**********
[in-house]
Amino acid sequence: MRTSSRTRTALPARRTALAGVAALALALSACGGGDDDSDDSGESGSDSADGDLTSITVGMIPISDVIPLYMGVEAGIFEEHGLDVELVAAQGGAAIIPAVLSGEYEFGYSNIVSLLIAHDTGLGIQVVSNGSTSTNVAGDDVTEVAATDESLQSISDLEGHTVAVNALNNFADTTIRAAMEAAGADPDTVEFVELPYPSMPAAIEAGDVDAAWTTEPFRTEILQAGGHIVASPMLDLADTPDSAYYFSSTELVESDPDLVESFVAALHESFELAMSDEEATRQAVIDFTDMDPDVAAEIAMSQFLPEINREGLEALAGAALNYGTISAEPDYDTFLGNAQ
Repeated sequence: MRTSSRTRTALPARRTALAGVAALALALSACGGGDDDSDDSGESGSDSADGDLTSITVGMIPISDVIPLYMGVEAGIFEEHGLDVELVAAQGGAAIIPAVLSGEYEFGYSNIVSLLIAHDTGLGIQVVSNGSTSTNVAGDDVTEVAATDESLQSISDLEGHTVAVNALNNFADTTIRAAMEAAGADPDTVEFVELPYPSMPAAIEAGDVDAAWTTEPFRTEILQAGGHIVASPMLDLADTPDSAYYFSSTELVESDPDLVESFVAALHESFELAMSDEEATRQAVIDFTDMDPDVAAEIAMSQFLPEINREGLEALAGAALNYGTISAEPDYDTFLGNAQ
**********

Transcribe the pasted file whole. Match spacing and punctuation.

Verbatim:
[in-house]
Amino acid sequence: MRTSSRTRTALPARRTALAGVAALALALSACGGGDDDSDDSGESGSDSADGDLTSITVGMIPISDVIPLYMGVEAGIFEEHGLDVELVAAQGGAAIIPAVLSGEYEFGYSNIVSLLIAHDTGLGIQVVSNGSTSTNVAGDDVTEVAATDESLQSISDLEGHTVAVNALNNFADTTIRAAMEAAGADPDTVEFVELPYPSMPAAIEAGDVDAAWTTEPFRTEILQAGGHIVASPMLDLADTPDSAYYFSSTELVESDPDLVESFVAALHESFELAMSDEEATRQAVIDFTDMDPDVAAEIAMSQFLPEINREGLEALAGAALNYGTISAEPDYDTFLGNAQ
Repeated sequence: MRTSSRTRTALPARRTALAGVAALALALSACGGGDDDSDDSGESGSDSADGDLTSITVGMIPISDVIPLYMGVEAGIFEEHGLDVELVAAQGGAAIIPAVLSGEYEFGYSNIVSLLIAHDTGLGIQVVSNGSTSTNVAGDDVTEVAATDESLQSISDLEGHTVAVNALNNFADTTIRAAMEAAGADPDTVEFVELPYPSMPAAIEAGDVDAAWTTEPFRTEILQAGGHIVASPMLDLADTPDSAYYFSSTELVESDPDLVESFVAALHESFELAMSDEEATRQAVIDFTDMDPDVAAEIAMSQFLPEINREGLEALAGAALNYGTISAEPDYDTFLGNAQ